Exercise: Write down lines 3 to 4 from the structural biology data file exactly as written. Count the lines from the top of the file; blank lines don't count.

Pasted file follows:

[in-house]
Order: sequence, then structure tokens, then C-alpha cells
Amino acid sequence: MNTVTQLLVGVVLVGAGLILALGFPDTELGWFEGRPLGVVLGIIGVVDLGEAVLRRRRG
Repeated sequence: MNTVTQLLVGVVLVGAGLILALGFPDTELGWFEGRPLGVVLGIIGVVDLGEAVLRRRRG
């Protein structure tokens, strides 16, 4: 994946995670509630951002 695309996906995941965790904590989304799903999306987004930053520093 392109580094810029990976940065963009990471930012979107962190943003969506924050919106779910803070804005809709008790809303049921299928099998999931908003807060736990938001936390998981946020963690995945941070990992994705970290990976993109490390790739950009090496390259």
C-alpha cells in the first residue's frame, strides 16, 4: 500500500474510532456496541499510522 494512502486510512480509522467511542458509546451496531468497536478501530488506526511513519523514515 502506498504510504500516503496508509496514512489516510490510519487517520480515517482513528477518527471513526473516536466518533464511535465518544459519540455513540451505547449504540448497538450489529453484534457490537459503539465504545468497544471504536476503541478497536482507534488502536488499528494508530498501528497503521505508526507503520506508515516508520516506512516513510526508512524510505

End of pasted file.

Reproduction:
Amino acid sequence: MNTVTQLLVGVVLVGAGLILALGFPDTELGWFEGRPLGVVLGIIGVVDLGEAVLRRRRG
Repeated sequence: MNTVTQLLVGVVLVGAGLILALGFPDTELGWFEGRPLGVVLGIIGVVDLGEAVLRRRRG